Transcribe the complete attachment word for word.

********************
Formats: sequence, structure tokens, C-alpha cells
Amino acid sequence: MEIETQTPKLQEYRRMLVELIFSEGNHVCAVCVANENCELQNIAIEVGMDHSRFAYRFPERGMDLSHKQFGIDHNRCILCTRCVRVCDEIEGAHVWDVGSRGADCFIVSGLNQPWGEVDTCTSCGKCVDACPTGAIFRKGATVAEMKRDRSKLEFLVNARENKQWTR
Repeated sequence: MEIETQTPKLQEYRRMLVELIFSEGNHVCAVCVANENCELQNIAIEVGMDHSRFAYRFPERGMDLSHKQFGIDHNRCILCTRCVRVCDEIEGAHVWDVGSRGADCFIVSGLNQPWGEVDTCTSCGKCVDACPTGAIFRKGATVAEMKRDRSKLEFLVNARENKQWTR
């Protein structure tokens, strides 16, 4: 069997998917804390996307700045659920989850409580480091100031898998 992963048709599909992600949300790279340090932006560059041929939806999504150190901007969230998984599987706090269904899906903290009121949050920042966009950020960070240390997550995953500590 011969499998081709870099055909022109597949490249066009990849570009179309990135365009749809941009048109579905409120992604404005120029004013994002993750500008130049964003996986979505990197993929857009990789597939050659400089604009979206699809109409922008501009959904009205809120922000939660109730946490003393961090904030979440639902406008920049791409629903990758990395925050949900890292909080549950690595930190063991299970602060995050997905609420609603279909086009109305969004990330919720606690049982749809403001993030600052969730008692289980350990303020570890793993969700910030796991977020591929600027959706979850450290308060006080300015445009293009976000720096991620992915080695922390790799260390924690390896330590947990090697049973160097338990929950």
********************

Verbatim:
Formats: sequence, structure tokens, C-alpha cells
Amino acid sequence: MEIETQTPKLQEYRRMLVELIFSEGNHVCAVCVANENCELQNIAIEVGMDHSRFAYRFPERGMDLSHKQFGIDHNRCILCTRCVRVCDEIEGAHVWDVGSRGADCFIVSGLNQPWGEVDTCTSCGKCVDACPTGAIFRKGATVAEMKRDRSKLEFLVNARENKQWTR
Repeated sequence: MEIETQTPKLQEYRRMLVELIFSEGNHVCAVCVANENCELQNIAIEVGMDHSRFAYRFPERGMDLSHKQFGIDHNRCILCTRCVRVCDEIEGAHVWDVGSRGADCFIVSGLNQPWGEVDTCTSCGKCVDACPTGAIFRKGATVAEMKRDRSKLEFLVNARENKQWTR
């Protein structure tokens, strides 16, 4: 069997998917804390996307700045659920989850409580480091100031898998 992963048709599909992600949300790279340090932006560059041929939806999504150190901007969230998984599987706090269904899906903290009121949050920042966009950020960070240390997550995953500590 011969499998081709870099055909022109597949490249066009990849570009179309990135365009749809941009048109579905409120992604404005120029004013994002993750500008130049964003996986979505990197993929857009990789597939050659400089604009979206699809109409922008501009959904009205809120922000939660109730946490003393961090904030979440639902406008920049791409629903990758990395925050949900890292909080549950690595930190063991299970602060995050997905609420609603279909086009109305969004990330919720606690049982749809403001993030600052969730008692289980350990303020570890793993969700910030796991977020591929600027959706979850450290308060006080300015445009293009976000720096991620992915080695922390790799260390924690390896330590947990090697049973160097338990929950």